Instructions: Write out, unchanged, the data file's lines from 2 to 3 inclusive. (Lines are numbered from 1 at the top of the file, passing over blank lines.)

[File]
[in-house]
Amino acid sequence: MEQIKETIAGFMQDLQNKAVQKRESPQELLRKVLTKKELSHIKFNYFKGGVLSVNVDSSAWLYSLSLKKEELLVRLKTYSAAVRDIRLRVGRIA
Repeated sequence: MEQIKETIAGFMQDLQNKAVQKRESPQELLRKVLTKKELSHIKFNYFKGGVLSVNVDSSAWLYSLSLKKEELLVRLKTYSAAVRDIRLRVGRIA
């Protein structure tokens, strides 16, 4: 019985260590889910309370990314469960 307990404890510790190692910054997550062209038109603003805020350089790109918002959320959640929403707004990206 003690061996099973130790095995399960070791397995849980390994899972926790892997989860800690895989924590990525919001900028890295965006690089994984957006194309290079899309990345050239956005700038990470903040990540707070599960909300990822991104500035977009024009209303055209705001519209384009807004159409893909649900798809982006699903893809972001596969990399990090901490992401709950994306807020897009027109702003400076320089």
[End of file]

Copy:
Amino acid sequence: MEQIKETIAGFMQDLQNKAVQKRESPQELLRKVLTKKELSHIKFNYFKGGVLSVNVDSSAWLYSLSLKKEELLVRLKTYSAAVRDIRLRVGRIA
Repeated sequence: MEQIKETIAGFMQDLQNKAVQKRESPQELLRKVLTKKELSHIKFNYFKGGVLSVNVDSSAWLYSLSLKKEELLVRLKTYSAAVRDIRLRVGRIA